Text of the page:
16. Karen White July 15, 2014 at 10:07 pm #

    Subcutaneous fluids are amazing – we have been doing it for our 18.5 year old Birman for 3 years since she was diagnosed with CKD. She is now in Stage 3 of CKD. We would have had to say good-bye to her a long time ago if we didn’t administer the SQ fluids consistently. There is also a new drug out called Semintra and it has made a great difference in our cat over the past few weeks. She no longer needs a drug for nausea and her blood pressure is no longer elevated. It is a once a day liquid and we are so thankful that our little Coco is now enjoying the summer…just a month ago we were shedding tears thinking that she would be too unwell to stay around.

  17. Liz at Meow Cancer Clinic July 15, 2014 at 7:56 pm #

    Thanks for this very encouraging and informative story, Liz. Karil, all I can say to you is…wow… that level of dedication and love is so inspiring. I really admire you. And Boomer is one lucky cat! (My cat has cancer and I thought our daily routine was intense – but you’re taking things to another level – how wonderful – I actually find it quite humbling and meaningful to help an animal that needs me, and I bet you do too!). Thank you for sharing. 🙂

    • Lina June 1, 2016 at 1:03 am #

      I think it’s incredibly cruel to feed your cat 50 cc’s of food twice a day with a dropper. My holistic vet says, Animals should like their food. I mean duh, why would you forced we’d by dropper for extended lengths of time. That’s meant for short term. How would you like it if you were force fed food you hated every day with a huge syringe.????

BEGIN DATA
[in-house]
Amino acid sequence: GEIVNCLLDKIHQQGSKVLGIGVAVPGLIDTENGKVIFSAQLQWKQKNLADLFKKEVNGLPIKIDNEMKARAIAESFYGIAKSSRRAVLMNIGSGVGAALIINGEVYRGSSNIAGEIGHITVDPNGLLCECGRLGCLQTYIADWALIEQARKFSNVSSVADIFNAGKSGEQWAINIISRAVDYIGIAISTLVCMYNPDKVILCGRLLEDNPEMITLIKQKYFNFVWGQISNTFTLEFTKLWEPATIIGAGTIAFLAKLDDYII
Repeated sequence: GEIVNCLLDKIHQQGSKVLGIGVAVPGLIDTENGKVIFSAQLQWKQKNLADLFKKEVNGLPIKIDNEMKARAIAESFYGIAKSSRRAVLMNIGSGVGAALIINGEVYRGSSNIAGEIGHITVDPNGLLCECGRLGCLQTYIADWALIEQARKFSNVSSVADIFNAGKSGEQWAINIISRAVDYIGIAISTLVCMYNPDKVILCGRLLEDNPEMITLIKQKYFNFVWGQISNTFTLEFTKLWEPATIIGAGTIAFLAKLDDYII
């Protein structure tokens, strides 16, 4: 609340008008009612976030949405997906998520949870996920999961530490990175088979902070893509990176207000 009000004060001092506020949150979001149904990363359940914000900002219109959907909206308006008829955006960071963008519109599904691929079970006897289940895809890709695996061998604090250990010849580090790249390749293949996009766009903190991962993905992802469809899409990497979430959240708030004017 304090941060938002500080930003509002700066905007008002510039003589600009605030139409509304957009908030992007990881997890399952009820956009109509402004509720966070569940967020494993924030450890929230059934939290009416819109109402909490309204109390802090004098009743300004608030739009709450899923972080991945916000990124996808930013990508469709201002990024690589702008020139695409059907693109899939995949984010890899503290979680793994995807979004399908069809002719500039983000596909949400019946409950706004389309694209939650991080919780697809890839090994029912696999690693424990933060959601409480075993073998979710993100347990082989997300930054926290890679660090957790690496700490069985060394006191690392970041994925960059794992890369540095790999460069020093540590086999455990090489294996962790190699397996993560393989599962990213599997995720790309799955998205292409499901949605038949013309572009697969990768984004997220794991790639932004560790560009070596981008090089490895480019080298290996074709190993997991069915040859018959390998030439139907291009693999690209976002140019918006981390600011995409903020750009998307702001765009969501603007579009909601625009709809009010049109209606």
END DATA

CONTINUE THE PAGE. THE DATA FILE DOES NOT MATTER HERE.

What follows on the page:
Feed high quality protein low phosphorous food.
      Think about what you are doing in the big picture.
      Plus there’s a lot of new research out there debunking the benefits of the k/d types foods FOR CATS. You wanna watch them get emaciated slowly on those low protein diets? They are not humans or dogs. They need high quality meat and fish. Do the research, don’t keep weight on them by treating them like a pate goose

      • Lina June 1, 2016 at 1:06 am #

        I’ve spent many a day feeding sick cats with droppers, but wouldn’t subject them to it permanently

  18. Janet knowlton July 15, 2014 at 5:04 pm #

    Wow I am glad Boomer is doing better but the foods Karil tried are two of the worst foods ever. Royal Canin, Eukaneuba, Iams, Science Diet are horrible and are the ones the vets all push, including my own vet. I wonder if she had tried some of the top quality food on your list if the results would have been better. I use your list all the time to buy the best for my two cats.

    • Jan July 16, 2014 at 6:55 am #

      Regular cat food isn’t formulated to treat kidney disease. The foods for crf are lower in protein, phosphorus and sodium and higher in b vitamins and potassium. Some people use a regular food and add a phosphorus binder powder but some cats don’t like the taste. To each his own, I say if it’s working, that’s great. My cat ate the foods made for kidney disease and she lived to 16.